What’s The Difference Between Cuttlefish vs. Octopus?
Cuttlefishes and octopuses are in the same family, and they have a lot in common! You can easily tell them apart, though, if you know what you’re looking for. Keep reading to learn all about cuttlefish vs. octopus, how they’re similar, and how they’re different – and everything in between!
Common traits of cuttlefishes and octopuses
Cuttlefishes and octopuses are marine mollusks—a large group of animals that also includes:
(And snails and slugs, too!)
Within the extremely diverse group of marine mollusks are cephalopods, a smaller group that includes both cuttlefishes and octopuses, along with squids and nautiluses.
Like all cephalopods, cuttlefishes, and octopuses have a bunch of limbs (10 and 8, respectively). They have soft bodies, lack an exoskeleton and a rigid endoskeleton, and have hard beaks for breaking the shells of their prey.
Both animals have three hearts, two that pump blood to their gills and one that pumps blood throughout the rest of the animals’ bodies. Both cuttlefishes and octopuses have blue blood!
These two animals use similar tactics to communicate and defend themselves. Like octopuses, cuttlefishes are masters of disguise, and they can not only drastically change the color and texture of their skin but also mimic other animals in clever, even tricky ways!
For instance, Mimic Octopuses pretend to be lionfish and sea snakes to deter predators. Pharaoh Cuttlefishes have been observed mimicking hermit crabs, presumably to help them get closer to prey without giving themselves away. Both animals also have ink sacs and can release ink as a way to startle and distract predators.
🐙 Fun Fact 🐙
In the realm of invertebrates, it doesn’t get any smarter than octopuses and cuttlefish. One study showed that cuttlefishes will hold off going for a reward (a food item) if they know they’ll get something even tastier if they wait. This is something even human toddlers struggle to accomplish!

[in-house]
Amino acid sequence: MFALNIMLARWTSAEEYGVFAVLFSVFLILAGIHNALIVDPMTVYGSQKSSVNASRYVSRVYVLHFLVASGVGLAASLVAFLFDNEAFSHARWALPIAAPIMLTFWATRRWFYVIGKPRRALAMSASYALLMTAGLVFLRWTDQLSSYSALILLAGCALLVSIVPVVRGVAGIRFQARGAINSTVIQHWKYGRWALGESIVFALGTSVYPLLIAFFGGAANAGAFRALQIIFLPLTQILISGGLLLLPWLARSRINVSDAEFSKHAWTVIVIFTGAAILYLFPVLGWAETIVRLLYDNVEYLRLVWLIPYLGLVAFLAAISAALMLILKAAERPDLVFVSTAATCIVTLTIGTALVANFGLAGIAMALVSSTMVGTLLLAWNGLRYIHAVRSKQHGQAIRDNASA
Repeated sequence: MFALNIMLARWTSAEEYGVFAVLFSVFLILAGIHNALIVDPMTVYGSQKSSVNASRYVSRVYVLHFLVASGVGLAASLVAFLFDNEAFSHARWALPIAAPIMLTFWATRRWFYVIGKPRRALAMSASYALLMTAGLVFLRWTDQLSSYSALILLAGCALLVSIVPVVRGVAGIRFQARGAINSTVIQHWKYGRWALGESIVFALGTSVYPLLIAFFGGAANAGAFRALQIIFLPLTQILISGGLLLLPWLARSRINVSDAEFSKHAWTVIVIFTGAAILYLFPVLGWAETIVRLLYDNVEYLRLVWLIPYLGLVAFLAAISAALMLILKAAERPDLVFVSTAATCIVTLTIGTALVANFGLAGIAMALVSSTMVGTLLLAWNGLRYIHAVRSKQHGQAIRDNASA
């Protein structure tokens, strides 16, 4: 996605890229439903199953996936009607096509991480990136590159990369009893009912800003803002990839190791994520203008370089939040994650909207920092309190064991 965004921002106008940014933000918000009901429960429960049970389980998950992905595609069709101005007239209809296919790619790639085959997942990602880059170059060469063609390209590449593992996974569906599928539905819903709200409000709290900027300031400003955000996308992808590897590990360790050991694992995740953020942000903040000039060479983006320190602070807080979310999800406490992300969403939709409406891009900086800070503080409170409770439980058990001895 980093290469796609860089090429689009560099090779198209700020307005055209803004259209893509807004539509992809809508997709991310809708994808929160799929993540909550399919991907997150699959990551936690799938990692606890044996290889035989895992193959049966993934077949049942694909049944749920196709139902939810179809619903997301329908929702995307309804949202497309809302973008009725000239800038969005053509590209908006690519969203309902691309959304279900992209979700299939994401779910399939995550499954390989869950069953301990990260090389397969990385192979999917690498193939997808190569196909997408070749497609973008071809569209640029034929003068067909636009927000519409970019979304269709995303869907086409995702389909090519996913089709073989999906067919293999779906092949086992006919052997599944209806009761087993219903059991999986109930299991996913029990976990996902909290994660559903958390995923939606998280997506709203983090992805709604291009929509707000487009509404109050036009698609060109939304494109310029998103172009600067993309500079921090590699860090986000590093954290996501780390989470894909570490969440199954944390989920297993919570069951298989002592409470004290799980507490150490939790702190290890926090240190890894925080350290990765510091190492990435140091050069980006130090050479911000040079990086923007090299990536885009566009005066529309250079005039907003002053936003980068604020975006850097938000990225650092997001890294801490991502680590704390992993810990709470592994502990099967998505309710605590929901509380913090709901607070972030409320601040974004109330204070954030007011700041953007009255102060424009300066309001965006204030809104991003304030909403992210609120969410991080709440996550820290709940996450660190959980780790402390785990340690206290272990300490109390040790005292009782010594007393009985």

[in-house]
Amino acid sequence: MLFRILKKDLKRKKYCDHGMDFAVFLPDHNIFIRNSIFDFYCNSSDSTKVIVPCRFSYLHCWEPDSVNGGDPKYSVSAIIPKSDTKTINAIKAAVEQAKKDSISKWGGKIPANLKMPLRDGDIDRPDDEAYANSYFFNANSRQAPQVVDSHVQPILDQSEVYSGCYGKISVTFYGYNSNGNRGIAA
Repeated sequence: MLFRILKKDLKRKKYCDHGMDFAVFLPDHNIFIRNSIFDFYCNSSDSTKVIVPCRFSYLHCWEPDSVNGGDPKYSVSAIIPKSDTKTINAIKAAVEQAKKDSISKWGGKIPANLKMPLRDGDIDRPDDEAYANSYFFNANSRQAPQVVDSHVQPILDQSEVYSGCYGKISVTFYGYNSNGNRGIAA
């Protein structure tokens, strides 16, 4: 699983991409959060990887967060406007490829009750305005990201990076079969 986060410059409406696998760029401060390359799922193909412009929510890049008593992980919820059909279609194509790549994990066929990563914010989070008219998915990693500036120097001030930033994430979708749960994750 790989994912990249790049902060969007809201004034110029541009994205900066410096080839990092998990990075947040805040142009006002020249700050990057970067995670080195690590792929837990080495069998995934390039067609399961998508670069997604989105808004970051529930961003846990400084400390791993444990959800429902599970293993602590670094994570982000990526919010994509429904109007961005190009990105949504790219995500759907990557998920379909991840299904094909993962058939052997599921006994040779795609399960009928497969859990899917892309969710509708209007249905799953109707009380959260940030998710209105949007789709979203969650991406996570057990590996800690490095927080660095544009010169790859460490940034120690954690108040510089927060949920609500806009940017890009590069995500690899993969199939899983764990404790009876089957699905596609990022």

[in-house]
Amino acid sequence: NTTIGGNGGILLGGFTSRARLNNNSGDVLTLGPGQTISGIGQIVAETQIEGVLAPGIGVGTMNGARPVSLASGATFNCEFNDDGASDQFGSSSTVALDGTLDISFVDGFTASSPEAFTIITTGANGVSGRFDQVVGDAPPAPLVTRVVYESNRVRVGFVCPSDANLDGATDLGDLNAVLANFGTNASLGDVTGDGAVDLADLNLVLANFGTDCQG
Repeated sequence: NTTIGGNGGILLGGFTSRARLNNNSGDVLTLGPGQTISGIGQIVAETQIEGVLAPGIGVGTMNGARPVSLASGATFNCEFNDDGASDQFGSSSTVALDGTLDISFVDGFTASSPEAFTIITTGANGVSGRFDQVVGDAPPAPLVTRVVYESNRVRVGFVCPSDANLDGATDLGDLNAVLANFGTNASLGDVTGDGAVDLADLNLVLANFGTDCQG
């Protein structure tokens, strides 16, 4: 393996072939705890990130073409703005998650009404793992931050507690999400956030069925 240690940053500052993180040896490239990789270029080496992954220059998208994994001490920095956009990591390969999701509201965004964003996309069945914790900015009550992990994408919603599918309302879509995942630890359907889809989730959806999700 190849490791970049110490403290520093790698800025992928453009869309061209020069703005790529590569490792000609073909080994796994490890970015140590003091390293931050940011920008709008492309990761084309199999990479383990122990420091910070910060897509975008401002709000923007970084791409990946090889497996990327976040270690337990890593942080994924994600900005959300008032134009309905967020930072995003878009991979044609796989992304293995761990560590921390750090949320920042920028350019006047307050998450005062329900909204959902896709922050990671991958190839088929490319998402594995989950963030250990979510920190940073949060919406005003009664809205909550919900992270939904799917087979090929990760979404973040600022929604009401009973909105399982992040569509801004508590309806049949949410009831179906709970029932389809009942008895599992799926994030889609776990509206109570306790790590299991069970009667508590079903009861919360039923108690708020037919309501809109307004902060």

Cuttlefish vs. Octopus: What’s the difference?
Compare a cuttlefish and an octopus side by side, and you’ll see their body plans are a little different.
A cuttlefish’s elongated body (also known as the mantle) looks more like a squid’s body than an octopus’s. A cuttlefish also has fins running along the sides of its body. These fins undulate (like the rippling of a flowy dress) to help the cuttlefish swim and maneuver.
Like octopuses, cuttlefishes have eight arms fully lined with suckers, but they also have two long retractable tentacles they hide until there’s prey close enough to reach out and grab.
The tentacles only have suckers at the large end part of the tentacle (known as tentacular clubs)! Cuttlefishes use their arms less for moving and carrying and more for grasping prey they’ve lured close enough to snatch with their tentacles.
A cuttlefish’s W-shaped pupils are different from an octopus’s pupils, which typically appear rectangular. And one last thing that sets a cuttlefish apart that you CAN’T see is its cuttlebone—an internal shell that helps the cuttlefish regulate its buoyancy.
🐙 Fun Fact 🐙
While historically thought to be as antisocial as their octopus cousins, cuttlefishes have surprised us all! There’s evidence that some cuttlefishes migrate together in groups.
If you enjoyed this post, check out this one: Giant Australian Cuttlefish Facts That Will Make You Go WHOA!
If you want to educate yourself some more about all sorts of different cephalopods, take a look at our encyclopedia. Or, what we call it, our Octopedia!
Connect with other octopus lovers via the OctoNation Facebook group, OctopusFanClub.com! Make sure to follow us on Facebook and Instagram to keep up to date with the conservation, education, and ongoing research of cephalopods.
More FAQs to read:
- How Do Octopuses Breathe?
- Do Octopus Have Beaks?
- Which Direction Is The Front Of The Octopus?
- Can An Octopus Regrow An Arm?
- Is There Such Things As A Freshwater Octopus?
Bethanie Hestermann is a freelance writer and author of animal-science books, including Zoology for Kids and Marine Science for Kids. She is a contributing writer for OctoNation! You can find all her books at www.zoologyforkids.com/books.